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Up for a challenge

What in the world are we to make of the Chicago Bulls now, one week short of the NBA playoffs? Do we believe they're the team that lost by 42 to the Sacramento Kings a month ago or the team that stopped the Miami Heat's historic 27-game winning streak? Come postseason, are we to expect the Bulls that lost back-to-back games this week to completely awful Toronto and Detroit, or the team that came from 17 down Thursday night to snap the New York Knicks' 13-game winning streak?

They've become quite the tease, these Bulls, because they've taken down the Heat in Miami, beaten the Celtics in Boston, swept the season series from the Knicks ... yet lost at home to the Hornets, Suns and Bobcats. Certainly, opponents with streaks get the Bulls attention. Not only did they stop 40 games of Heat and Knicks streaks, but the Bulls were a bad goaltending call away from stopping Denver's club-record winning streak at 11.

They've got a bit of big-game hunter in them but can't be bothered with the scrub teams, which for the unabashed optimist should mean good things for the Bulls in the postseason since there are no scrubs (OK, Milwaukee) in the playoffs. Good luck finding sensible explanations for why this has been the case the entire season. It's not like Joakim Noah, Taj Gibson, Richard "Rip" Hamilton, Marco Belinelli and Kirk Hinrich played against the Miamis of the world but missed the games against the Suns and Bobcats.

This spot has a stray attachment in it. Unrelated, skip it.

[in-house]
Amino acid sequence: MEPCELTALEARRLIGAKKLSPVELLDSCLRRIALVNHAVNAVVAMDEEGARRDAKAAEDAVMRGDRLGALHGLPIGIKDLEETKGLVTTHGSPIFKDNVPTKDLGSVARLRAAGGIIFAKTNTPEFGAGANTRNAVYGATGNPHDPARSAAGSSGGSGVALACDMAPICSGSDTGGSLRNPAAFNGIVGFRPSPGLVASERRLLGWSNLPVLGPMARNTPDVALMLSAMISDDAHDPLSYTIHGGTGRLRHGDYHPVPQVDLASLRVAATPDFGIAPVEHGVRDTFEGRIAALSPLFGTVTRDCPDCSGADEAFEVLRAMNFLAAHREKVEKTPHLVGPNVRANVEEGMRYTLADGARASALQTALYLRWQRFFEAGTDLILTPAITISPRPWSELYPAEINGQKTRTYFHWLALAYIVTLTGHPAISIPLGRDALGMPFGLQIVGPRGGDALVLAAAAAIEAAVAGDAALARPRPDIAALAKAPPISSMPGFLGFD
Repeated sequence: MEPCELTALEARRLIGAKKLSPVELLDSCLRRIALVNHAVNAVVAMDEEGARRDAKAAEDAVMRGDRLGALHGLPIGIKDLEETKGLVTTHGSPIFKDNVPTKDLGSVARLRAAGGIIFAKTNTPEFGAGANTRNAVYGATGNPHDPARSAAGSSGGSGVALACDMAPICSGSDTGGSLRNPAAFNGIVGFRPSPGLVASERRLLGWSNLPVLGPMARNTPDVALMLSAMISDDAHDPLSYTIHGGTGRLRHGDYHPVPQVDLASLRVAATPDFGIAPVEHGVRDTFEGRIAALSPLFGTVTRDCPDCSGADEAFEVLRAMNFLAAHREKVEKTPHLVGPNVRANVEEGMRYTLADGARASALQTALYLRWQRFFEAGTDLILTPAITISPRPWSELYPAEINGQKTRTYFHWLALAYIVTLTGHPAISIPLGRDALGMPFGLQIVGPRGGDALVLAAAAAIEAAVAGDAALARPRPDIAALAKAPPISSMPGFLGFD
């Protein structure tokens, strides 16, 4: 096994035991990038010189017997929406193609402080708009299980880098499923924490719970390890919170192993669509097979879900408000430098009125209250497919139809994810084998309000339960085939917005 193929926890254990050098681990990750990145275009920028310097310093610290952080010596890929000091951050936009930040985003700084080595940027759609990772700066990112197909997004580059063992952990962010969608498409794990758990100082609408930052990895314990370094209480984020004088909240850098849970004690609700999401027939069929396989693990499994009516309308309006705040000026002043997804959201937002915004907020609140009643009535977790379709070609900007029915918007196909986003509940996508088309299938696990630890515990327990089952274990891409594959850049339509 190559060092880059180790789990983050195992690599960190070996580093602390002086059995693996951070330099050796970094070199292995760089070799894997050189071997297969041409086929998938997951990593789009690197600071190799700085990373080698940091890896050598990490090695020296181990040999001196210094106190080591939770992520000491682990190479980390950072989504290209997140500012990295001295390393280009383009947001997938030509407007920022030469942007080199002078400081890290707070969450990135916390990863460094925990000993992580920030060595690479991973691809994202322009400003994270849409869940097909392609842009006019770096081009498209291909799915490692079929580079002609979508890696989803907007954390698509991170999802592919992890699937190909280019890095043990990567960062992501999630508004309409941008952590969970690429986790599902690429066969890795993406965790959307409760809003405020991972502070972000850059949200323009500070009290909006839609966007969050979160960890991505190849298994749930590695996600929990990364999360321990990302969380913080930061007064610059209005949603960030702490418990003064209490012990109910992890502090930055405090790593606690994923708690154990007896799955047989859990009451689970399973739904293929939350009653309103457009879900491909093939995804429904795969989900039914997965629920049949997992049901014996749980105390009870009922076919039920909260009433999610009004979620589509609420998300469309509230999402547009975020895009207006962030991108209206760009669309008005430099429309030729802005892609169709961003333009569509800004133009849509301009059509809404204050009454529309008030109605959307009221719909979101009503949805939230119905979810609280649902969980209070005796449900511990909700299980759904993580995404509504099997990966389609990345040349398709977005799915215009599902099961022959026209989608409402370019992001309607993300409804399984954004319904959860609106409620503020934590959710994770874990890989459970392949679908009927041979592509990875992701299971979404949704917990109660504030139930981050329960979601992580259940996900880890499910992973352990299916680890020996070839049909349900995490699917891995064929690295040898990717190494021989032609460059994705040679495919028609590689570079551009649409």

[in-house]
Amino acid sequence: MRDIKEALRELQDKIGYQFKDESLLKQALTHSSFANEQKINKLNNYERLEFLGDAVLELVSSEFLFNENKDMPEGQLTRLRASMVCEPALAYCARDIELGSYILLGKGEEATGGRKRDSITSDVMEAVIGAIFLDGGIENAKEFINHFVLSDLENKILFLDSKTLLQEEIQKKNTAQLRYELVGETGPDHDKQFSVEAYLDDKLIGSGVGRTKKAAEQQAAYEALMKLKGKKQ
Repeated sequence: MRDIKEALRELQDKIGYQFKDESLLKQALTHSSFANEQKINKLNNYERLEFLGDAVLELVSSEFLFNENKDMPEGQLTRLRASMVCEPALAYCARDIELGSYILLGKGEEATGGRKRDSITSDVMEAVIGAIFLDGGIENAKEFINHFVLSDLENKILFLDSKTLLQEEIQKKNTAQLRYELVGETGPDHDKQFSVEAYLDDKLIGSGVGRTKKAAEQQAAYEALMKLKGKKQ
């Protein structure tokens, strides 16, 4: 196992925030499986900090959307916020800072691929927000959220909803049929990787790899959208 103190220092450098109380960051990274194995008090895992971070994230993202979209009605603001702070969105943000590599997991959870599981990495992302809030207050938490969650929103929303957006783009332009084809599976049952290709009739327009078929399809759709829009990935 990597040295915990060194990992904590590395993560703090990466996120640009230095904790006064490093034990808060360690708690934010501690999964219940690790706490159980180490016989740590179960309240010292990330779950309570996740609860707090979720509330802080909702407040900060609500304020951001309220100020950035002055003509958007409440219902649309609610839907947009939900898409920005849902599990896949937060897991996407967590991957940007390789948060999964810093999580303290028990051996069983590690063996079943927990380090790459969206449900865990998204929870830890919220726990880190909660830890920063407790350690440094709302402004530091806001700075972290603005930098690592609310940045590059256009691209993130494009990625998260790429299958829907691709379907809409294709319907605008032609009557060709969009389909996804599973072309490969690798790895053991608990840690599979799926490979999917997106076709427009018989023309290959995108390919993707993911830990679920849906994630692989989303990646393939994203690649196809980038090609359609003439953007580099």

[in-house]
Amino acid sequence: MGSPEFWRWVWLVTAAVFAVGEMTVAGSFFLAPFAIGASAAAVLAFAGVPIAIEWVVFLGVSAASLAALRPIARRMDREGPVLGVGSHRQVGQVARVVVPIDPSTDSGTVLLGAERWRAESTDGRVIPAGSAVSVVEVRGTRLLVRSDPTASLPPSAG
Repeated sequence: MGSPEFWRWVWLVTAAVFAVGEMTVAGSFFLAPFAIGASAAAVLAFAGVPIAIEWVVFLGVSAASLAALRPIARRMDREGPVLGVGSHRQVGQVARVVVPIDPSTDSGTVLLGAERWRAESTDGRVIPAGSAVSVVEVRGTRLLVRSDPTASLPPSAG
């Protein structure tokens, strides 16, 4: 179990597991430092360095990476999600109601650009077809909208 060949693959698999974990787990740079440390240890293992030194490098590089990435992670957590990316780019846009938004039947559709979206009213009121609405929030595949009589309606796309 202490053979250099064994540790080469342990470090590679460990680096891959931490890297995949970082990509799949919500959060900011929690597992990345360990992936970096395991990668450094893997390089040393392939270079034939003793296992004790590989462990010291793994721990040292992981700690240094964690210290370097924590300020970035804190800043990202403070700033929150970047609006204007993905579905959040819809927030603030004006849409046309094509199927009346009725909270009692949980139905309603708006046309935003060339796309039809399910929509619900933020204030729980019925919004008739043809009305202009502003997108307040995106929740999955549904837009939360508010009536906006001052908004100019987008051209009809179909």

Actually, Carlos Boozer had about the best explanation after Thursday's win over the Knicks when he said, "I know we've had terrible losses that are just hard to explain. ... But because we've got essentially a starting five out of the lineup hurt, there are no gimme games for us. Nothing is going to be easy, not Charlotte or Toronto or whomever. We have to grind it out. Every game is going to be a grind; there's no choice in the matter."

If you read between the lines -- and these words are mine, not Boozer's -- you'll come to believe that the Bulls ready themselves for an alley fight against the likes of Miami and the Knicks and Pacers, whom they also beat recently, but think they're going to beat chumps like the Suns and Hornets on talent, without scrapping, and it almost never works. They see the Knicks and their 13-game winning streak and know there's no chance to win unless they play to their nature.

Now, whether this is fool's gold, meaning it can be done once a week but not four times in a series, will determine whether the Bulls will have a meaningful playoff run or be bounced in the first round. Goodness, they scrapped Thursday night with the Knicks, well, after falling behind 23-6. Carmelo Anthony got his 36 but Luol Deng and Jimmy Butler forced him to miss 21 of 34 shots, and Hinrich/Hamilton/Butler forced J.R. Smith to miss 16 of 27. One reason a good many players around the league believe the Bulls would beat the Knicks in a seven-game series, not that it'll come to pass, is that guys like Steve Novak don't even register against the Bulls. Novak, who torches other people, is 3-for-11 against the Bulls in four games this season.